Democrat presidential contender Sen. Bernie Sanders is clearly sharpening his attack on frontrunner Hillary Clinton, with her campaign on Sunday even acknowledging the change amid Clinton’s recent surge.

Sanders argued on Saturday that he’s been a steadfast progressive on such key issues as the Keystone XL pipeline, while Clinton makes her decisions based on polling.

"I promise you tonight, as your president, I will govern based on principle not poll numbers," Sanders, a Vermont Independent, said to applause at the Iowa Democratic Party's Jefferson-Jackson dinner.

He also vowed "not to abandon any segment of American society whether you're gay or black or Latino or poor or working class -- just because it is politically expedient at a given time."

Clinton leads Sanders nationally by double digits and trails him by about 3 percentage points in early-voting state New Hampshire.

However, the numbers could move more in Clinton’s direction after last week -- when Vice President Biden said he would not seek the 2016 party nomination and she delivered a steady performance before the GOP-led special House committee on the 2012 Benghazi attacks.

"I think Bernie Sanders seemed to have a course correction in the [Jefferson Jackson] dinner from one in which he said he wasn't going to go negative to obviously focus his fire on her,” Clinton campaign Chairman John Podesta said on ABC’s “This Week.”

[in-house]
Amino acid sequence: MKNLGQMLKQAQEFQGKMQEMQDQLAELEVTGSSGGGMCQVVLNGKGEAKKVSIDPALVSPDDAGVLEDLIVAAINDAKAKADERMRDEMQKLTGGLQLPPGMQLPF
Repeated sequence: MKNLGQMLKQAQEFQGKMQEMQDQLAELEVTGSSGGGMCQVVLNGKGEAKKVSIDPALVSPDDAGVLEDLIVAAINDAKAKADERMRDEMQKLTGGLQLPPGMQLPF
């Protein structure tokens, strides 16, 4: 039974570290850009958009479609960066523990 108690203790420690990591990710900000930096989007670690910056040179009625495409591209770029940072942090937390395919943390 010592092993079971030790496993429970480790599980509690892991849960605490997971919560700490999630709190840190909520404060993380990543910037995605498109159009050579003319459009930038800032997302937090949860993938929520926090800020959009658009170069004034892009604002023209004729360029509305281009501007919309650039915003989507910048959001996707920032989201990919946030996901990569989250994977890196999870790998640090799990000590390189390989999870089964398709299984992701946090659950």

Clinton also had a strong Oct. 13 debate performance in which she accused Sanders, a self-described Socialist, of being soft on gun control and was decisive enough to force second-tier candidates Lincoln Chaffee and Jim Webb out of the primary race.

Clinton has been the presumptive Democratic frontrunner. But her 2016 bid has been in trouble since March, following revelations that she used a private server and email accounts for official business when secretary of state from 2009 to 2013.

At the fundraising dinner Saturday, Sanders never mentioned Clinton by name. But he also implicitly criticized her delayed opposition to the Trans-Pacific Partnership international trade deal, her vote as a New York senator in favor of the Iraq war and her support of the Defense of Marriage Act during husband Bill Clinton’s administration.

Clinton did not respond in kind, instead making the case that she would be best equipped to take on the eventual Republican presidential nominee.

"I hear Donald Trump when he says we have to make America great again," said Clinton, who leads Sanders nationally by about 20 points. "America is great -- we just have to make it fair and just."

In her 2008 White House bid, Clinton placed third in Iowa and has since built a formidable organization to power her to victory in the state.

Iowa's first-in-the-nation caucus vote is now 99 days away.

President Obama, who won the 2008 Democratic nomination and his White House bid, suggested then that Clinton was motivated by polls and triangulation.

Clinton, in the Senate at the time, countered that "change is just a word" unless you have the strength and experience to lead.

On Friday night, Clinton presented herself as Obama's heir, warning Republicans would seek to slash taxes for the wealthy and repeal the president's signature health care law.

"I'm running as a proud Democrat," she said to cheers.

But Republicans insisted Saturday that today's Clinton is the same one who ran eight years ago.

"The Hillary Clinton of 2015 is no different than the Hillary Clinton from 2007," said Republican National Committee spokesman Fred Brown. "Things haven't changed."

Playing the role of underdog, Sanders on Saturday drew a comparison with Obama.

"I think we are going to prove the pundits wrong again,” he said. “I think we are going to make history one more time."

The Associated Press contributed to this report.